Better Business Podcast EPISODE 8
The Circular Economy
Guests: Karen Winterich, professor of marketing and the Gerald I. Susman Professor in Sustainability, and Steve French ‘83 Mktg, chief operating officer at the Natural Marketing Institute
As we attempt to eliminate waste and slow climate change, we’re seeing a shift to a circular economy, where products and materials are repurposed in new cycles. But the model is still far from the norm. Only 8.6% of the global economy is circular, according to the 2020 Circularity Gap Report.
Until recently, much of the world has adhered to a linear economy, says Karen Winterich, professor of marketing and the Gerald I. Susman Professor in Sustainability, where consumers “acquire the product, consume the product, and then dispose of the product.” In a circular economy, many of the various components of a product, including its packaging, are repurposed in the name of creating a more sustainable supply chain.
Over the last 25 years, sustainability has gone from being perceived largely as a fad to being the way of the future, says Steve French, a 1983 Smeal graduate and chief operating officer of the Natural Marketing Institute, which studies consumer behavior.
And yet the adoption of a circular economy continues to occur in small increments.
Winterich says one of the primary reasons for that is it requires rethinking the conventional (and deeply rooted) manufacturing process.
“It really causes businesses to upend almost everything they’ve known and how they’ve been producing,” she says. “They have to connect the end of the supply chain to the beginning of the supply chain,” leaving the consumer in the middle. “They’ve got to get it back from the consumer to put it back into their production model and understand that what they’re creating can be broken down and still have value.”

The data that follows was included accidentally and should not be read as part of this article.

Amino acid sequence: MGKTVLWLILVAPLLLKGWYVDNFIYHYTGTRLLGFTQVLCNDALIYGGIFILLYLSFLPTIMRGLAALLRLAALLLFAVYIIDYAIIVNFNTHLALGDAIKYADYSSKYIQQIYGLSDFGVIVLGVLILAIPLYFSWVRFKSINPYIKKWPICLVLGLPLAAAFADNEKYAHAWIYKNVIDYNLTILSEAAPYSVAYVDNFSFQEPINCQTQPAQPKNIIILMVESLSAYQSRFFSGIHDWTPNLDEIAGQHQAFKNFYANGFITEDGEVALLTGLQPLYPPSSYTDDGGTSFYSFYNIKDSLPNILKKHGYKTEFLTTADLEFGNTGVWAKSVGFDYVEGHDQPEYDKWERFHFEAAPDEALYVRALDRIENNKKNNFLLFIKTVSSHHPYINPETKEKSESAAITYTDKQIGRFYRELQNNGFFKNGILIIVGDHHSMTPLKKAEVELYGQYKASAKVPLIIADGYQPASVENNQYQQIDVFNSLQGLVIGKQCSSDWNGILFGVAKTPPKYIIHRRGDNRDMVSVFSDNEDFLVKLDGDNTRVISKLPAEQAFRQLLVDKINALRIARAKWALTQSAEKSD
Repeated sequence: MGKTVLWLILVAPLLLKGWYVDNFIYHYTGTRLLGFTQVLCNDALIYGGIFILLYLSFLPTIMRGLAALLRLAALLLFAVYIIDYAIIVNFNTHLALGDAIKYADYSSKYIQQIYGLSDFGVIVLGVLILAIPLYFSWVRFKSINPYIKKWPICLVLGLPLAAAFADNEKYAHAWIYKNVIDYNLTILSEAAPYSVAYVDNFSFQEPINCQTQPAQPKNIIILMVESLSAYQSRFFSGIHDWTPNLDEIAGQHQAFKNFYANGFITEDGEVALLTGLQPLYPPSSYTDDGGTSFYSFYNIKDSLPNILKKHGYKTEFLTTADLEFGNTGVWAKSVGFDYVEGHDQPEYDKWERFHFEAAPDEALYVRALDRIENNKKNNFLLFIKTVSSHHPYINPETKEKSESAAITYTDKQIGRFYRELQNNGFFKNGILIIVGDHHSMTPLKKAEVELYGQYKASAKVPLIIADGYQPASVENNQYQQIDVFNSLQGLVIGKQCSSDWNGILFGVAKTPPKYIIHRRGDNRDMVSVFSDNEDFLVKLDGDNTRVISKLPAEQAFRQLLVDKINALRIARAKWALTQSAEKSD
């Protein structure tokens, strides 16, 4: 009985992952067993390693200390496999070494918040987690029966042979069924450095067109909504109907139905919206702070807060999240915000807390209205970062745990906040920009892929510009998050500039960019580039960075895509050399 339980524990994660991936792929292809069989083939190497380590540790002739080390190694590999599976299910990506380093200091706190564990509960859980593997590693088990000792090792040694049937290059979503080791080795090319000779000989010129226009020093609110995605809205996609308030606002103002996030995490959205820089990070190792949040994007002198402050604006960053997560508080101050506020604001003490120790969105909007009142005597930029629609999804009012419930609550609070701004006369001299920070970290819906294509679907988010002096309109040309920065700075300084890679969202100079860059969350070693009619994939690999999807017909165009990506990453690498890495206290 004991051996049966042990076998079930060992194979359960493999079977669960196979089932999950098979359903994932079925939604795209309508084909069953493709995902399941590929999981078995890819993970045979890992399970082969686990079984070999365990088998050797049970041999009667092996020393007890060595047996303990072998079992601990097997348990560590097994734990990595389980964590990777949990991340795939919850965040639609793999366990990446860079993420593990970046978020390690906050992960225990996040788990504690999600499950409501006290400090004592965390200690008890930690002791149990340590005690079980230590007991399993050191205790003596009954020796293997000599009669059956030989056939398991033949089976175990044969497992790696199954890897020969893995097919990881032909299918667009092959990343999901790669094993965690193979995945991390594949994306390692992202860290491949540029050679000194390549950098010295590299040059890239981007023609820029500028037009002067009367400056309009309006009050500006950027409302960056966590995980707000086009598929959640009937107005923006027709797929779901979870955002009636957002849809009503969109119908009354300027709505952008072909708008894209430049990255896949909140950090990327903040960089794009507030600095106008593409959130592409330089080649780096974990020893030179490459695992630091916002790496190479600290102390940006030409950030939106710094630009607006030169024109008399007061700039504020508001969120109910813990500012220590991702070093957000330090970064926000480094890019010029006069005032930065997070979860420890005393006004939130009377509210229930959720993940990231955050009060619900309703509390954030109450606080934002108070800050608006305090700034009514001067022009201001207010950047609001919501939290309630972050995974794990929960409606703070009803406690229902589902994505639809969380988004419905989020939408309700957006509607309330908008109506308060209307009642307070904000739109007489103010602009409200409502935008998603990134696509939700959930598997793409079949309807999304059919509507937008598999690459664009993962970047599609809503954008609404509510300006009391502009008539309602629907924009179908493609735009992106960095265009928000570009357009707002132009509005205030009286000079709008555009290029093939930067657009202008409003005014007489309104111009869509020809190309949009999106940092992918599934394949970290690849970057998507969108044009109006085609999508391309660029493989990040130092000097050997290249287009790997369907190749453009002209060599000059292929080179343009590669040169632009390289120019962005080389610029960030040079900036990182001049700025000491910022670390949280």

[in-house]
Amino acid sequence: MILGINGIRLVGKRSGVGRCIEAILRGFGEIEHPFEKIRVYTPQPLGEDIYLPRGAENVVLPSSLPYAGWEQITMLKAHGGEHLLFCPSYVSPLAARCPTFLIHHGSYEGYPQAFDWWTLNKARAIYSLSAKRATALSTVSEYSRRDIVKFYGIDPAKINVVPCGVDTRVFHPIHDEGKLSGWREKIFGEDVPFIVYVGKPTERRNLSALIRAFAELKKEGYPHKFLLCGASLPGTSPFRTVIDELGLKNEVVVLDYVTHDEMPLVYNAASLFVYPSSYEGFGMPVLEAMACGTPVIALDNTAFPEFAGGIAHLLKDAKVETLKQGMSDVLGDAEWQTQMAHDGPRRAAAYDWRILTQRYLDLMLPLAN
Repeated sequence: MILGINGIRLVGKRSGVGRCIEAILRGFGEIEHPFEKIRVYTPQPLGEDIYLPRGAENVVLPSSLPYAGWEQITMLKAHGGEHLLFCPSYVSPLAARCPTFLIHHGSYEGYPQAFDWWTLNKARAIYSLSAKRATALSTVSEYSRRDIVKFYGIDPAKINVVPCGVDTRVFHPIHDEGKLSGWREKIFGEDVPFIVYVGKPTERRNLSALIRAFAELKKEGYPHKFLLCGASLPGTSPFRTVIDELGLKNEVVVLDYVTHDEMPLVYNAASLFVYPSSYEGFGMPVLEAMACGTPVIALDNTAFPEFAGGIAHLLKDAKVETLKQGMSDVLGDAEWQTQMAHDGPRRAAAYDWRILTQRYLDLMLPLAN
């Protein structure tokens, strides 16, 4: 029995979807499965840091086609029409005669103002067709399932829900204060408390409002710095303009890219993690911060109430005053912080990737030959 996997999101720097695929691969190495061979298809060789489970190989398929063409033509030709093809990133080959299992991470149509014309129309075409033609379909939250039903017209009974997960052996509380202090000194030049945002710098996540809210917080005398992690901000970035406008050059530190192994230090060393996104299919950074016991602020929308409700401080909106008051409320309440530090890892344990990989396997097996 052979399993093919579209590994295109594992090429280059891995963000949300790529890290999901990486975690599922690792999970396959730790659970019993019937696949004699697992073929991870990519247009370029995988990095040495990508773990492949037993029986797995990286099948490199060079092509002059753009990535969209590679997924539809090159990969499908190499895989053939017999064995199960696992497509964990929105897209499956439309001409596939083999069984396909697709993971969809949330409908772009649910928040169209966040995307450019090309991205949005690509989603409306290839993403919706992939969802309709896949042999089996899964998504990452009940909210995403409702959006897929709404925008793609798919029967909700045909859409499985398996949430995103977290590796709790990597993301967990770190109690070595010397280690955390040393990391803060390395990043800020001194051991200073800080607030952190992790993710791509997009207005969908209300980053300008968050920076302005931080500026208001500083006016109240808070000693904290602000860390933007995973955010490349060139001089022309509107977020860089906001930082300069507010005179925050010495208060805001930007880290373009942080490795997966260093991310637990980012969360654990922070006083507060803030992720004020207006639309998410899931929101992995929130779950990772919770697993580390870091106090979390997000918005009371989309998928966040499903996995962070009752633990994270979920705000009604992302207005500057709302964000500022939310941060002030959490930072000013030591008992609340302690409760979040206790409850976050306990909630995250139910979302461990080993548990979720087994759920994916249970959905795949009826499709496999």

To create momentum, Winterich proposes that manufacturers make a greater investment in repairing their products.
“It sends a strong signal to the customers that, hey, there’s value left in this product that’s broken,” she says.
Companies that make products in refillable containers, which now include printer cartridges, personal care products, and laundry detergent, represent one segment of manufacturers that’s already started to find its footing within the framework of a circular economy.
“We think we’re on the cusp of a refillable economy that just might take us back to the days of milk delivery,” French says.
Ultimately, consumers will have as much say in the shift — or lack thereof — to a circular economy as manufacturers. That means, according to French, holding on to a product for longer, being OK with no-frills packaging, and even possibly accepting inconsistencies in a product’s quality — all for the greater good.